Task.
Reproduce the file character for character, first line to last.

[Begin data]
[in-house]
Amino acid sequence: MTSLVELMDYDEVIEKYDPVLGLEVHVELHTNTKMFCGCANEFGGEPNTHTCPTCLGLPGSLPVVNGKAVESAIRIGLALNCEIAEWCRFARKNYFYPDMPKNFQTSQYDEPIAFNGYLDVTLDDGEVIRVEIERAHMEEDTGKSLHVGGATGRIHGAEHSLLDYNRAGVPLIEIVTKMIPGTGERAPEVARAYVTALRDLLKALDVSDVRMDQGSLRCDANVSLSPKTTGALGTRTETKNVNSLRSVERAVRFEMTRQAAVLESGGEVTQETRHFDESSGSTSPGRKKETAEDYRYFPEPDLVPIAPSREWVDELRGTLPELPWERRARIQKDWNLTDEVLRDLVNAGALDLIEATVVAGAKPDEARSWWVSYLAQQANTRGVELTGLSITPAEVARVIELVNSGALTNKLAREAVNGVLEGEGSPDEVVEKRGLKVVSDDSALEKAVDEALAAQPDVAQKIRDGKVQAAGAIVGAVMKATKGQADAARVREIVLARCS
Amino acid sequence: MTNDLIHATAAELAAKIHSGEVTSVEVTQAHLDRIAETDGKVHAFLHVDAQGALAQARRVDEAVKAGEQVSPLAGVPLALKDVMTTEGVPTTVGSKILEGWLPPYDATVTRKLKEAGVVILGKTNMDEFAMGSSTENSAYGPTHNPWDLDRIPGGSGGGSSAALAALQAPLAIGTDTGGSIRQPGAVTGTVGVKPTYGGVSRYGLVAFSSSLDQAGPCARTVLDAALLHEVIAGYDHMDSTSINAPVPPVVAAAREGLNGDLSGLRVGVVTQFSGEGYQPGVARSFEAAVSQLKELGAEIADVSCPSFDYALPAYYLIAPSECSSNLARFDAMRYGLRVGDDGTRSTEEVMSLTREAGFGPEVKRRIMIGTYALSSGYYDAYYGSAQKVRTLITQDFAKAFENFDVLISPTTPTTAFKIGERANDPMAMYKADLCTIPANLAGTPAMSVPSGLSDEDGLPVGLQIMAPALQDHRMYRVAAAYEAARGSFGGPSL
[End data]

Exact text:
[in-house]
Amino acid sequence: MTSLVELMDYDEVIEKYDPVLGLEVHVELHTNTKMFCGCANEFGGEPNTHTCPTCLGLPGSLPVVNGKAVESAIRIGLALNCEIAEWCRFARKNYFYPDMPKNFQTSQYDEPIAFNGYLDVTLDDGEVIRVEIERAHMEEDTGKSLHVGGATGRIHGAEHSLLDYNRAGVPLIEIVTKMIPGTGERAPEVARAYVTALRDLLKALDVSDVRMDQGSLRCDANVSLSPKTTGALGTRTETKNVNSLRSVERAVRFEMTRQAAVLESGGEVTQETRHFDESSGSTSPGRKKETAEDYRYFPEPDLVPIAPSREWVDELRGTLPELPWERRARIQKDWNLTDEVLRDLVNAGALDLIEATVVAGAKPDEARSWWVSYLAQQANTRGVELTGLSITPAEVARVIELVNSGALTNKLAREAVNGVLEGEGSPDEVVEKRGLKVVSDDSALEKAVDEALAAQPDVAQKIRDGKVQAAGAIVGAVMKATKGQADAARVREIVLARCS
Amino acid sequence: MTNDLIHATAAELAAKIHSGEVTSVEVTQAHLDRIAETDGKVHAFLHVDAQGALAQARRVDEAVKAGEQVSPLAGVPLALKDVMTTEGVPTTVGSKILEGWLPPYDATVTRKLKEAGVVILGKTNMDEFAMGSSTENSAYGPTHNPWDLDRIPGGSGGGSSAALAALQAPLAIGTDTGGSIRQPGAVTGTVGVKPTYGGVSRYGLVAFSSSLDQAGPCARTVLDAALLHEVIAGYDHMDSTSINAPVPPVVAAAREGLNGDLSGLRVGVVTQFSGEGYQPGVARSFEAAVSQLKELGAEIADVSCPSFDYALPAYYLIAPSECSSNLARFDAMRYGLRVGDDGTRSTEEVMSLTREAGFGPEVKRRIMIGTYALSSGYYDAYYGSAQKVRTLITQDFAKAFENFDVLISPTTPTTAFKIGERANDPMAMYKADLCTIPANLAGTPAMSVPSGLSDEDGLPVGLQIMAPALQDHRMYRVAAAYEAARGSFGGPSL